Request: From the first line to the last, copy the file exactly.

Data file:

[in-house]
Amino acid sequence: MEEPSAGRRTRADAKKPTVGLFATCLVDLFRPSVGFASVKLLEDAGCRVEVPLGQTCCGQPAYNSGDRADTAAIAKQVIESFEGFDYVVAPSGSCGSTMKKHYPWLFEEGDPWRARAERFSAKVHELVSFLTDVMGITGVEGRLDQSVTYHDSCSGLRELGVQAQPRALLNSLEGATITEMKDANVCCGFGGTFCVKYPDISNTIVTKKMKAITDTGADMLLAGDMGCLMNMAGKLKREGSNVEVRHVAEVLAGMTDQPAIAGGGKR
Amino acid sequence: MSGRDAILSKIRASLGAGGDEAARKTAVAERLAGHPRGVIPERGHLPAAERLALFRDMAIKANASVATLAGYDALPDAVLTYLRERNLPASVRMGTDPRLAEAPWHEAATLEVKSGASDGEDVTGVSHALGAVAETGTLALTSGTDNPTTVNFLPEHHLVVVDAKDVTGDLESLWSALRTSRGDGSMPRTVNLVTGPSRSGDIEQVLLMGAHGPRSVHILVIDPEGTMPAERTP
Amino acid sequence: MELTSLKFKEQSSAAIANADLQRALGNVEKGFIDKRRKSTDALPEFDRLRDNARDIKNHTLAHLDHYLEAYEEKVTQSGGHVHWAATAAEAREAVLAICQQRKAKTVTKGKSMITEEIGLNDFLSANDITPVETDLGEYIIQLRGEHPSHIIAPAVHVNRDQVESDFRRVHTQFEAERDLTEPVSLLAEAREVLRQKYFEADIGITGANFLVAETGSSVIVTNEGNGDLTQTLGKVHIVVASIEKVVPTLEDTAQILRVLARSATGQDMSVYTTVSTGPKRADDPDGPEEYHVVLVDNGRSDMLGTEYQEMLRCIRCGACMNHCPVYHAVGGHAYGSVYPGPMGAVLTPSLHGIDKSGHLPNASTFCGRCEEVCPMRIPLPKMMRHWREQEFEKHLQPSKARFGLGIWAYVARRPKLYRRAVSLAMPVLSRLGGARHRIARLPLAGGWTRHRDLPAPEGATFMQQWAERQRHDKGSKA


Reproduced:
[in-house]
Amino acid sequence: MEEPSAGRRTRADAKKPTVGLFATCLVDLFRPSVGFASVKLLEDAGCRVEVPLGQTCCGQPAYNSGDRADTAAIAKQVIESFEGFDYVVAPSGSCGSTMKKHYPWLFEEGDPWRARAERFSAKVHELVSFLTDVMGITGVEGRLDQSVTYHDSCSGLRELGVQAQPRALLNSLEGATITEMKDANVCCGFGGTFCVKYPDISNTIVTKKMKAITDTGADMLLAGDMGCLMNMAGKLKREGSNVEVRHVAEVLAGMTDQPAIAGGGKR
Amino acid sequence: MSGRDAILSKIRASLGAGGDEAARKTAVAERLAGHPRGVIPERGHLPAAERLALFRDMAIKANASVATLAGYDALPDAVLTYLRERNLPASVRMGTDPRLAEAPWHEAATLEVKSGASDGEDVTGVSHALGAVAETGTLALTSGTDNPTTVNFLPEHHLVVVDAKDVTGDLESLWSALRTSRGDGSMPRTVNLVTGPSRSGDIEQVLLMGAHGPRSVHILVIDPEGTMPAERTP
Amino acid sequence: MELTSLKFKEQSSAAIANADLQRALGNVEKGFIDKRRKSTDALPEFDRLRDNARDIKNHTLAHLDHYLEAYEEKVTQSGGHVHWAATAAEAREAVLAICQQRKAKTVTKGKSMITEEIGLNDFLSANDITPVETDLGEYIIQLRGEHPSHIIAPAVHVNRDQVESDFRRVHTQFEAERDLTEPVSLLAEAREVLRQKYFEADIGITGANFLVAETGSSVIVTNEGNGDLTQTLGKVHIVVASIEKVVPTLEDTAQILRVLARSATGQDMSVYTTVSTGPKRADDPDGPEEYHVVLVDNGRSDMLGTEYQEMLRCIRCGACMNHCPVYHAVGGHAYGSVYPGPMGAVLTPSLHGIDKSGHLPNASTFCGRCEEVCPMRIPLPKMMRHWREQEFEKHLQPSKARFGLGIWAYVARRPKLYRRAVSLAMPVLSRLGGARHRIARLPLAGGWTRHRDLPAPEGATFMQQWAERQRHDKGSKA